Investigation opened after death of infant in New Leb

NEW LEBANON—State Police began an investigation into the death of a four-month-old girl at a residence on U.S. Route 20 in the Town of New Lebanon, October 11.

NEWS10 ABC reports at that the baby’s father, Robert Bivins, Jr., said he placed baby Cassandra in her bassinet next to his bed around 3 a.m. October 11 and when he woke up a few hours later, she was not breathing.

He told the TV reporter that some of his 10 kids recently came home sick from school, but he’s not sure if their illnesses are Covid-related or what may have happened to the baby.

He said he is waiting on information from the medical examiner.

State Police said updates would be provided as they become available.


Deven Hotaling

In an October 4 press release State Police said they were searching for Deven B. Hotaling, 22, of Philmont, who was wanted for multiple felony charges.

In May 2020, the State Police Bureau of Criminal Investigation in Livingston arrested Mr. Hotaling for third degree robbery, a class D felony, and fourth degree grand larceny for forcibly stealing more than $1,700 from a ride share driver.

In August 2020, he was arrested for second degree arson, a class B felony, for setting fire to an occupied residence.

After he failed to appear for subsequent court dates, two warrants for his arrest were issued by Philmont Village Court.

He was also wanted in connection with a stabbing in New Baltimore, Greene County.

Police said Mr. Hotaling was known to frequent the Village of Catskill and greater Albany area.

On October 5, the U.S. Marshals Albany Fugitive Task Force took Mr. Hotaling into custody on an arrest warrant on Clinton Avenue in Albany.

Marshals turned Mr. Hotaling over to the State Police in Catskill who charged him with assault in the first degree, a B felony. He was arraigned in Coxsackie Court and sent to the Greene County Jail without bail, according to a NEWS10 report.


Volunteers from the Hudson Valley Chapter of the American Red Cross provided immediate emergency aid to three people after a fire the night of October 8 routed them from their home at 76 Loyola Road in Elizaville.

Columbia County 911 summoned Livingston firefighters and Columbia County EMS/Greenport Rescue to the structure fire at 8:22 p.m.

Milan and Clermont firefighters responded to provide mutual aid; Germantown, Taghkanic and Ancram firefighters stood by.

Greenport stood by for Livingston and Tivoli stood by for Germantown. County Fire Coordinators assisted; the Cause and Origin team, National Grid and the Livingston building inspector were all called to the scene along with the Columbia County Sheriff’s Office.

The Red Cross provided financial assistance for necessities such as shelter, food and clothing to three adults. Volunteers also offered health services and emotional support. In the coming days, Red Cross staff and volunteers will remain available to help those affected by the fire as they navigate the road to recovery.

Firefighters were back in service at 11:47 p.m.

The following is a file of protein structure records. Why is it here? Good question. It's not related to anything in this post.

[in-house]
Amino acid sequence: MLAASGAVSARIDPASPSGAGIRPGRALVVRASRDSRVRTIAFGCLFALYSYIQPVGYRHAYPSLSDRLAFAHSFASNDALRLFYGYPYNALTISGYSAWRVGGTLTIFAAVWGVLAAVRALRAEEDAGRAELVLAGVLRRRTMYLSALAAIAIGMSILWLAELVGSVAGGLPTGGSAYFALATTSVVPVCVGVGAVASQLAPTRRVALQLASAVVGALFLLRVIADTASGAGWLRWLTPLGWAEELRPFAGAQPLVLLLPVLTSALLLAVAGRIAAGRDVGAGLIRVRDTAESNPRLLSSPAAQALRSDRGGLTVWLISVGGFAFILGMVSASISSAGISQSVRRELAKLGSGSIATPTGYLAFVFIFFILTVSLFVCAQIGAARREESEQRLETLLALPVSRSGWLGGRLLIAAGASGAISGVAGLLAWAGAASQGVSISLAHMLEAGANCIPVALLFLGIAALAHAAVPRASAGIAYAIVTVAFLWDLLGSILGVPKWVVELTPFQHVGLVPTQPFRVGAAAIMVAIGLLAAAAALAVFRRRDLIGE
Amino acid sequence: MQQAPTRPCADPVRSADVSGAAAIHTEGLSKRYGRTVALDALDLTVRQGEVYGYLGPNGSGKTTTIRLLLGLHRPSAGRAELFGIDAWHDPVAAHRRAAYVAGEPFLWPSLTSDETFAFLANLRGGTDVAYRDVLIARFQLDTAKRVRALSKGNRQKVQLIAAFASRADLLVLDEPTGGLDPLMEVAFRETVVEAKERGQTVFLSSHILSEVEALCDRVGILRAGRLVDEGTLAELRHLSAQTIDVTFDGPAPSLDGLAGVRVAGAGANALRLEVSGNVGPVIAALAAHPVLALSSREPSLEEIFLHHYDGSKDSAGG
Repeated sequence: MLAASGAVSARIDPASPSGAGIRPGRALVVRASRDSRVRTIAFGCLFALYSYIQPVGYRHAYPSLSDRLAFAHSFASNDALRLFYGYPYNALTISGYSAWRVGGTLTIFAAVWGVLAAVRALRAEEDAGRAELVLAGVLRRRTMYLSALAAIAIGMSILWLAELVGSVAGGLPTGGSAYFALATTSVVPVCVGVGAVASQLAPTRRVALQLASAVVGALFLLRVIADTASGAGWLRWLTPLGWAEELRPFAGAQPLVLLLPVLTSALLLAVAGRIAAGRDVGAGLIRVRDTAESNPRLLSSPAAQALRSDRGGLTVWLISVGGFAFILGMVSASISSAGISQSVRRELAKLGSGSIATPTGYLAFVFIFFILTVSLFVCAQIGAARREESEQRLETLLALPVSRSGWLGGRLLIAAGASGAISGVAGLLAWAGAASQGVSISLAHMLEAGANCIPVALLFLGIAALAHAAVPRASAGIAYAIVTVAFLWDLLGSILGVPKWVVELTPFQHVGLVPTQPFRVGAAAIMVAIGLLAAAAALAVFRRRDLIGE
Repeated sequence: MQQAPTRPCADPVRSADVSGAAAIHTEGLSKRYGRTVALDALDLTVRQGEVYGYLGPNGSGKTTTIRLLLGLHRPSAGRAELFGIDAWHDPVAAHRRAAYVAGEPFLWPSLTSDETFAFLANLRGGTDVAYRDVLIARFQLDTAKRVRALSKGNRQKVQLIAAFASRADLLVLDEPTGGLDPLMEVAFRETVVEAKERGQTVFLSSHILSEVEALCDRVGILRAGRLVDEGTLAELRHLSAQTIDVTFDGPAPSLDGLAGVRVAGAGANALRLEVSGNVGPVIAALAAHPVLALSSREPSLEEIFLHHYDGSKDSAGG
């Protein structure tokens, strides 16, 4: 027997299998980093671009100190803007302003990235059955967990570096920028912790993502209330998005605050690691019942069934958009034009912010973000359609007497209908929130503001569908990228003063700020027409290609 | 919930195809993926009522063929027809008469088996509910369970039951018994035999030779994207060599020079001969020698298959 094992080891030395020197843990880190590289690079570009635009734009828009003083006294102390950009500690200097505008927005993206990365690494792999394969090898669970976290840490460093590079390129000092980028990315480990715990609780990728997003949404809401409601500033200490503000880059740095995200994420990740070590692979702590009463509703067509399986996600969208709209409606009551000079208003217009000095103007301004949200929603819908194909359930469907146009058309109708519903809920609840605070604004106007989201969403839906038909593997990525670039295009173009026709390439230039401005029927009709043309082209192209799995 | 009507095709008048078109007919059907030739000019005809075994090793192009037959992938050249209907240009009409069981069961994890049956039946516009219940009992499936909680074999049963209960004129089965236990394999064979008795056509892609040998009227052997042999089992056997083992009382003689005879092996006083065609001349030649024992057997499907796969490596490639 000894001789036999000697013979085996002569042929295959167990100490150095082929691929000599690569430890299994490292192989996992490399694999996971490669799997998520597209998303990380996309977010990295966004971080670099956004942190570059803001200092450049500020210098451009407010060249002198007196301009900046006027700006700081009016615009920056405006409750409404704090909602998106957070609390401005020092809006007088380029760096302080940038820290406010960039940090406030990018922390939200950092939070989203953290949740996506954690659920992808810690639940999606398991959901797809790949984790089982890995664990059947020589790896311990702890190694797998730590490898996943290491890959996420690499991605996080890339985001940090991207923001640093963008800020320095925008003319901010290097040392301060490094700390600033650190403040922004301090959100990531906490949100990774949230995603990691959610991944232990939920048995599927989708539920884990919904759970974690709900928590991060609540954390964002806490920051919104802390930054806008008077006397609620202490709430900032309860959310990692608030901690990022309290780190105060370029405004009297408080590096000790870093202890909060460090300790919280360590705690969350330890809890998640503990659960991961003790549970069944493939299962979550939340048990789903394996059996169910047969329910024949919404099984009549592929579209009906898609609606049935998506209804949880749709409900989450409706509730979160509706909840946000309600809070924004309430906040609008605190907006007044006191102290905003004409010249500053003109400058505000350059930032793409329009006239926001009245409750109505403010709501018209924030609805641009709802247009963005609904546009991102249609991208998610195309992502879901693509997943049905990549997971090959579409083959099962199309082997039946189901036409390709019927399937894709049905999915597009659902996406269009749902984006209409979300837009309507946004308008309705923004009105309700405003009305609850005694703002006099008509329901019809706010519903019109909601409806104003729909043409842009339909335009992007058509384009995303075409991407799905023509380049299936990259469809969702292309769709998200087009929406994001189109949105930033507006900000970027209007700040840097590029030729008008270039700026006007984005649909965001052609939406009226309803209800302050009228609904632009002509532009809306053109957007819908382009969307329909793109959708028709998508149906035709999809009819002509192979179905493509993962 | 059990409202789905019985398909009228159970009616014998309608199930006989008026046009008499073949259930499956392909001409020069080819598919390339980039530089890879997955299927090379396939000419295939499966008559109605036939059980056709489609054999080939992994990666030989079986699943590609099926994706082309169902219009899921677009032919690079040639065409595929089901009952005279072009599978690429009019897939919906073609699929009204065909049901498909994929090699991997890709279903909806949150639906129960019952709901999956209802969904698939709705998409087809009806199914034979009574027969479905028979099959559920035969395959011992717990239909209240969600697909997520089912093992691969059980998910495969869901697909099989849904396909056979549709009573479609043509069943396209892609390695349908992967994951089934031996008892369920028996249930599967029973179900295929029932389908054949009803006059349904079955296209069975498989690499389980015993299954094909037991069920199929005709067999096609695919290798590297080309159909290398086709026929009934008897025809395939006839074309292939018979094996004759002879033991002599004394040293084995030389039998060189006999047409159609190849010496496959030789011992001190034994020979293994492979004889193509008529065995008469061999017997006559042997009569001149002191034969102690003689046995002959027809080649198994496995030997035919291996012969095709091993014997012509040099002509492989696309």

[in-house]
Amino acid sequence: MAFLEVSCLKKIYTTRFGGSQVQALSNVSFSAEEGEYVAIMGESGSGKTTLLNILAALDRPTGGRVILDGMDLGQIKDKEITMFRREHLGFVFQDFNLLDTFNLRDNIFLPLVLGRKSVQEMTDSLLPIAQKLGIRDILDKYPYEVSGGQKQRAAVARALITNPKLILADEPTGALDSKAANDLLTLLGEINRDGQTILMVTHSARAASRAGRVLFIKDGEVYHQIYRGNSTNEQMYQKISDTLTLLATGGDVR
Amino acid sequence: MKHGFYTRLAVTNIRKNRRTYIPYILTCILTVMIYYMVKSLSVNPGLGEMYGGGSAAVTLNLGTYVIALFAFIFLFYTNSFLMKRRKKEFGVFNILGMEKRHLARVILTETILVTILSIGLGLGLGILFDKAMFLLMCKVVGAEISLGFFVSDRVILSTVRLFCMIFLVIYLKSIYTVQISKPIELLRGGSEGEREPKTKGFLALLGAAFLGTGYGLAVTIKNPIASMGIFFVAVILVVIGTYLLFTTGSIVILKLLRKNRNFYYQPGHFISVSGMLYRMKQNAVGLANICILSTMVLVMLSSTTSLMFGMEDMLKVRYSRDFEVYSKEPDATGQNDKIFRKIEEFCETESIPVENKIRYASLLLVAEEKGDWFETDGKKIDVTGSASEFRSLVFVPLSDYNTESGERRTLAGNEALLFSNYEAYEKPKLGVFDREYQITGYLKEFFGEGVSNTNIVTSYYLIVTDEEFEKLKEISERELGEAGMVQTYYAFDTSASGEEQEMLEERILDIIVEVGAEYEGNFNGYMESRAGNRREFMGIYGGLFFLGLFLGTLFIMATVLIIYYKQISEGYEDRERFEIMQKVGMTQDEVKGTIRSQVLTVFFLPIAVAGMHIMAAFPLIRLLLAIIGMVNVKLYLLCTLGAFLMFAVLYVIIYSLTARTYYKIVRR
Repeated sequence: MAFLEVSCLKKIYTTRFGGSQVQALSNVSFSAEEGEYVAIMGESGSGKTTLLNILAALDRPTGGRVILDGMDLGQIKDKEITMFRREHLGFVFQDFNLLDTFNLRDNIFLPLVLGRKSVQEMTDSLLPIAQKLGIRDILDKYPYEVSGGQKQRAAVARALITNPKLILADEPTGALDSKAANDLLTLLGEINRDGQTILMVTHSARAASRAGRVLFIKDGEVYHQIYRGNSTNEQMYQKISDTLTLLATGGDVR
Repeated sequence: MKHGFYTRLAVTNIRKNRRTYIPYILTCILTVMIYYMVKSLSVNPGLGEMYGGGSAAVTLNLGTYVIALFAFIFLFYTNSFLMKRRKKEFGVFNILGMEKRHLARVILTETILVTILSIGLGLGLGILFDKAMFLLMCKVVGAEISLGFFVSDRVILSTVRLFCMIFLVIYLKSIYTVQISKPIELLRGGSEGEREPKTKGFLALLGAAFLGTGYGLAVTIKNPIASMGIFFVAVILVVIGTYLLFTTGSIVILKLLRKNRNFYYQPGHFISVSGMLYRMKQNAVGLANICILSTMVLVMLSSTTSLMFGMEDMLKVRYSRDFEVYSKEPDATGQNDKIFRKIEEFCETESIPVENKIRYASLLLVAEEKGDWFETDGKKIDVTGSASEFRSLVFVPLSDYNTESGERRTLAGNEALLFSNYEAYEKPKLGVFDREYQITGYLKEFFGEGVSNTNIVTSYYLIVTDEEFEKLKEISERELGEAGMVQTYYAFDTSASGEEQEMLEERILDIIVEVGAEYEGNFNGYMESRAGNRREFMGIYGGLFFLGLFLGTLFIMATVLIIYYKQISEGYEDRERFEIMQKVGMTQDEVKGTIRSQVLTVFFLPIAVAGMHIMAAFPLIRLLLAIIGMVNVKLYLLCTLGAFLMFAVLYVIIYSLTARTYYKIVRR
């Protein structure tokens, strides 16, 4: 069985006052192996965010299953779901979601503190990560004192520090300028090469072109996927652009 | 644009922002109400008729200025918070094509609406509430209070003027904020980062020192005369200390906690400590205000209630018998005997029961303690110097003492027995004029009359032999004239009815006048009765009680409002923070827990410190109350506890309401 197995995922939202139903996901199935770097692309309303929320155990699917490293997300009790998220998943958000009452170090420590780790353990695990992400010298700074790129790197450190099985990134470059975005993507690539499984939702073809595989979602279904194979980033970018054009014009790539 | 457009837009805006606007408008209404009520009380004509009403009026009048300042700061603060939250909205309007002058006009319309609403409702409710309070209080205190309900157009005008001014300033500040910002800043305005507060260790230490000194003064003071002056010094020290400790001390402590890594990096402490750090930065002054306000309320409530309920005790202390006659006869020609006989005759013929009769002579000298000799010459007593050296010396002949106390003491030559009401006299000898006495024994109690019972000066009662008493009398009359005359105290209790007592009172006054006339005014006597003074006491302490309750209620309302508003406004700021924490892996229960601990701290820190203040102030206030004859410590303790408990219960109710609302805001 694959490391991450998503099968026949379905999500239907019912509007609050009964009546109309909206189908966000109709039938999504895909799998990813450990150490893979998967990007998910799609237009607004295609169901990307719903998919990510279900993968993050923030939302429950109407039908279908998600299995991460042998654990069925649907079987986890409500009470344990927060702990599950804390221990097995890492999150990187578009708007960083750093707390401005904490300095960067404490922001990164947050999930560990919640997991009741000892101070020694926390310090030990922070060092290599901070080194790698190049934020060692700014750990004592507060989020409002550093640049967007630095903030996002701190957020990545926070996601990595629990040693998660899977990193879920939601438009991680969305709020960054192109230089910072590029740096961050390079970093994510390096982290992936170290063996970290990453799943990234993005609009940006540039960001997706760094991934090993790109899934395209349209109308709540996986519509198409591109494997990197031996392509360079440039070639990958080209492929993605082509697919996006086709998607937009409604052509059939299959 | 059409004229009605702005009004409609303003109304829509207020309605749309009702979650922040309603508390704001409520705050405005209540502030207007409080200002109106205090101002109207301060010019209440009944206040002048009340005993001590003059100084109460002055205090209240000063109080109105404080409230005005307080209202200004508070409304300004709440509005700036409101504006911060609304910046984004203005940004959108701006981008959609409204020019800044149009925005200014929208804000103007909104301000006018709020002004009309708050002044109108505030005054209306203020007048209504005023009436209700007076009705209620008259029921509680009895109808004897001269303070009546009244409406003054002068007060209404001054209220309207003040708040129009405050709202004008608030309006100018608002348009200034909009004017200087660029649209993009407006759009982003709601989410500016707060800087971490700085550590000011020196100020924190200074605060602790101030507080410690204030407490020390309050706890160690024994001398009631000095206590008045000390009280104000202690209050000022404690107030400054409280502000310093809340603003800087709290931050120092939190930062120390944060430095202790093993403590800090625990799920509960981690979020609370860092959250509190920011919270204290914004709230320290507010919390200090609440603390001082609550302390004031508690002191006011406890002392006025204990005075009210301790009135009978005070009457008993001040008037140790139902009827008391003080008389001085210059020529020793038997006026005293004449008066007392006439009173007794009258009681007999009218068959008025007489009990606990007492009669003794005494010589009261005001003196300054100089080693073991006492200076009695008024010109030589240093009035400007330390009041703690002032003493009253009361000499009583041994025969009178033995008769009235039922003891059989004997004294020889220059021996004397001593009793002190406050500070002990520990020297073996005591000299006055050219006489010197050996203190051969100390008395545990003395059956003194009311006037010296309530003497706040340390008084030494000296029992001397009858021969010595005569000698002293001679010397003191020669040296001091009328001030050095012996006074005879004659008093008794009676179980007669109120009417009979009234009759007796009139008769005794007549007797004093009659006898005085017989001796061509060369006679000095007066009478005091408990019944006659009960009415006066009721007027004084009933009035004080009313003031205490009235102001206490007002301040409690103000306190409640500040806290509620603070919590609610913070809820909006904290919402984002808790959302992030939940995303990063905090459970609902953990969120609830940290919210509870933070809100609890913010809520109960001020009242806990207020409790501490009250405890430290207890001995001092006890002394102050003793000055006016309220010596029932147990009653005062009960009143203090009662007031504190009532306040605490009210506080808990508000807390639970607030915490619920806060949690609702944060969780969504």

To contact Diane Valden email

Upgrades make county jail more energy efficient

HUDSON—The County Board of Supervisors announced completion of an energy efficiency project at the county Public Safety Building, 85 Industrial Tract, Greenport that carries significant environmental benefits and cost-savings for taxpayers.

The $2.7-million project, completed on-time and on-budget, will result in annual savings of about $138,000 and is expected to pay for itself over the life of the project financing with annual energy reductions, according to a press release. In addition, utility contributions to this energy savings project will add another $80,000 in savings.

The primary purpose of the project, led by Board of Supervisors Deputy Chairman and Stuyvesant Town Supervisor Ron Knott, was to replace outdated heating and cooling systems, lighting fixtures, electrical control panels and implement various other energy-saving measures at the 30-year-old county correctional facility. The facility is home to the offices of the county sheriff, 911 services, as well as the county jail.

“The energy efficiency project at the county jail is a real win for both the environment and taxpayers. As homeowners well understand, you must routinely maintain your property and its mechanical systems to keep it working well. The situation is the same with our public buildings. Our correctional facility is approximately 30 years old, and its heating, cooling and electrical systems were all outdated and needed modernization. We were particularly concerned with maintenance costs, which were increasing as equipment approached the end of its useful life,” Supervisor Knott said in the release.

The project was developed and completed in conjunction with Centrica Business Solutions, an energy efficiency firm.

“Centrica Business Solutions’ engineers did a great job designing and specifying the project, and its contractors worked really well within tight parameters,” said Supervisor Knott. “Remember, one of the facility’s main uses is as a jail. It’s a tough building to work in and there were access hurdles to overcome to ensure that we maintained control and security during the installation. They achieved all of that during Covid-19, when we had even more restrictions in place, which was very impressive.”

Mr. Knott, who also serves as chair of the county Public Works Committee, worked closely with county Sheriff David Bartlett on the implementation of the project.

“I’m really excited by the more efficient energy systems we’ve installed at the county correctional facility,” said Sheriff Bartlett, also in the release.

Following completion of the project, said Supervisor Knott, “Centrica Business Solutions monitored the performance of the equipment for a period of time to make sure we were achieving the projected savings and efficiencies.”

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